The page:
Posted on March 25, 2022 by CHS
Winter has ended and spring is here! After weeks of colder weather and spending more time indoors, the sunshine, warmer temperatures, and fresh air make spring the perfect season for spending time outdoors. Below is a list of activities children and families can do to make the most of this beautiful season.
Blow Giant Bubbles
Make big bubbles with a few supplies and ingredients. First, create your bubble solution by gently mixing one cup of dish soap, one tablespoon of glycerin, and four cups of water in a large bucket. Next, make a big wand by gathering two drinking straws and a piece of yarn that is six to eight times longer than one straw. Thread the yarn through the straws and tie it in a knot. Then, using the straws as handles, place the wand into your bubble solution. Wave it through the air in a big sweeping motion. Hold your arms high and walk backwards to make giant bubbles. You can even create a family competition to see who can blow the biggest bubbles!
Fly a Kite
Enjoy a breezy day by flying a kite and running around at the beach or a park. Beginners can use a triangle-shaped “delta” kite, which is easy to assemble and steadier in the air. To launch the kite, hold the line with one hand and the kite up to the sky in the other. Allow the wind to catch the kite and let go! Be sure to use an open space, and avoid powerlines and trees. Do not fly a kite in a thunderstorm as it is unsafe.
Go on a Nature Scavenger Hunt
Nature scavenger hunts are a great way for children to explore and make discoveries in their environment. Invite your child on an outdoor scavenger hunt to look for and collect natural materials; then, make a nature sensory bin with the materials collected. A nature sensory bin is a basket or container filled with items found in nature. Items you might find include acorns, rocks, flowers, feathers, seeds, and herbs. Look for materials with various textures, sizes, colors, and smells to stimulate as many senses as possible. Be sure to avoid anything harmful to the touch, taste, or smell. Once you have gone on your scavenger hunt and gathered the items in your sensory bin, have your child touch, smell, and describe the different characteristics of the items to expand their sensory development.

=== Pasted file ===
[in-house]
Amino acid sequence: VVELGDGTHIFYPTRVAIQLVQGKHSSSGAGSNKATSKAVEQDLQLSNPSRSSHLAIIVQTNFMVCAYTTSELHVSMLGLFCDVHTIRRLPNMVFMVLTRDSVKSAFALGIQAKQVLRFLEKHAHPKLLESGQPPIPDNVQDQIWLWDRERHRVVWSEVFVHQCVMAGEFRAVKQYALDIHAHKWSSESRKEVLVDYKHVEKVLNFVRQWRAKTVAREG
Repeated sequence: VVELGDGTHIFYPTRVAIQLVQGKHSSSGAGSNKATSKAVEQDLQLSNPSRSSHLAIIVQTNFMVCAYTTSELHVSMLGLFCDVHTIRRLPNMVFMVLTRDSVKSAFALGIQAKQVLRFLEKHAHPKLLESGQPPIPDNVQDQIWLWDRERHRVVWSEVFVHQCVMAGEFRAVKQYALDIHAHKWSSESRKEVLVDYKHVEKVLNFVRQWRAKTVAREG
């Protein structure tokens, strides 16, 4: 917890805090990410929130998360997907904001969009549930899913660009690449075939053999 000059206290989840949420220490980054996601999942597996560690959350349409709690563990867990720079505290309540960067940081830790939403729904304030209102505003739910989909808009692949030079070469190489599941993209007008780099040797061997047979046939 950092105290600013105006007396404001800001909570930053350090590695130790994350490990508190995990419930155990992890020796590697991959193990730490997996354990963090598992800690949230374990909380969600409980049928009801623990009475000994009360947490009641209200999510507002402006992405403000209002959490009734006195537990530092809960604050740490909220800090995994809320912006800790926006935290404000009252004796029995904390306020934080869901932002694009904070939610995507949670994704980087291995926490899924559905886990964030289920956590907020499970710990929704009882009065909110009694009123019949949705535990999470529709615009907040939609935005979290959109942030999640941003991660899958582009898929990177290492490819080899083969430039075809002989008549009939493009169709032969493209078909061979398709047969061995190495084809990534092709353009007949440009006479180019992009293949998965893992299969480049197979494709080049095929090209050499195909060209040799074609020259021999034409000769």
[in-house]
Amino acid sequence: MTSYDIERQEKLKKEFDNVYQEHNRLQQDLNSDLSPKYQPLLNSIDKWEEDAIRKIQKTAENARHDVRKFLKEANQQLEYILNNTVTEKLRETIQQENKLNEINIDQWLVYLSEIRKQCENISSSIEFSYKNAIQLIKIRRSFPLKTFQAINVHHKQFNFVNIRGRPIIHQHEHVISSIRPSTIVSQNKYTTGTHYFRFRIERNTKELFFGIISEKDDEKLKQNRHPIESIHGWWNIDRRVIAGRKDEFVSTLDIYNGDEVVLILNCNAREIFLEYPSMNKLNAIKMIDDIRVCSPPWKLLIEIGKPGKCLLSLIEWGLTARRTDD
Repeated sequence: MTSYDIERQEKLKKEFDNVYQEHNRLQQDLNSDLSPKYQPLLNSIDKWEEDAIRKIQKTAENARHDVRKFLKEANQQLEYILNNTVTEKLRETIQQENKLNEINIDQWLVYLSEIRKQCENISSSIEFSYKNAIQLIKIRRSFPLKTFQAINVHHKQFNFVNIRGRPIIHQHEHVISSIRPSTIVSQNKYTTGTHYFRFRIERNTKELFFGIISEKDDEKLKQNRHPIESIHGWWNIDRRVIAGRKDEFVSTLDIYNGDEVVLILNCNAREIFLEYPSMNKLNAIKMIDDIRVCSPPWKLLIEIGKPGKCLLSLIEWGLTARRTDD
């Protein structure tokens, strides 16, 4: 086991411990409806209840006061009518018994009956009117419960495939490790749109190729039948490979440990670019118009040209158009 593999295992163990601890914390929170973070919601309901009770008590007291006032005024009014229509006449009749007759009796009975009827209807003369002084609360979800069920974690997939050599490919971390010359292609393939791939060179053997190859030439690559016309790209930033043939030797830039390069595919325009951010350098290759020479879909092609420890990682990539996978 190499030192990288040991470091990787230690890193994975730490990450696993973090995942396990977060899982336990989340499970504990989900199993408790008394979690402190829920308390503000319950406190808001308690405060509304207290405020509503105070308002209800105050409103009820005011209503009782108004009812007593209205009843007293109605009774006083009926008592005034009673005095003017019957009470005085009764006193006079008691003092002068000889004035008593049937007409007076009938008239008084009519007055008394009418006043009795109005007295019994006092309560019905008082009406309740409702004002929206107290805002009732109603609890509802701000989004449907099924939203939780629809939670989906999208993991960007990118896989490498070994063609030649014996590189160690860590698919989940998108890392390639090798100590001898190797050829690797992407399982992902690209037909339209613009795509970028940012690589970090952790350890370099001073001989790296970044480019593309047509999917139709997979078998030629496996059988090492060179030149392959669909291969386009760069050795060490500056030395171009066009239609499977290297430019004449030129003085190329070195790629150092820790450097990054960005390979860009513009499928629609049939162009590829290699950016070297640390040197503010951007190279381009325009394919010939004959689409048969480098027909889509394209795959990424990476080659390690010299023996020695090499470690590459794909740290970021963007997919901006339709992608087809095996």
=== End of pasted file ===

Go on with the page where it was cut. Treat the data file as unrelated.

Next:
Spring is the time to plant fruits, vegetables, flowers, and plants. Gardening is a wonderful opportunity for children to learn about healthy eating, the environment, and life cycles. Watching their garden grow over time also teaches patience and optimism. Allow your child to be creative by having them choose what they would like to grow. You can also consider a theme, such as a rainbow garden (flowers of every color of the rainbow) or an alphabet garden (plants with names starting with different letters of the alphabet). If you do not have the space to grow your own garden, consider volunteering at a community garden. You might also set up a small herb garden near a windowsill, or plant a few succulents in small pots that fit on a shelf or desk.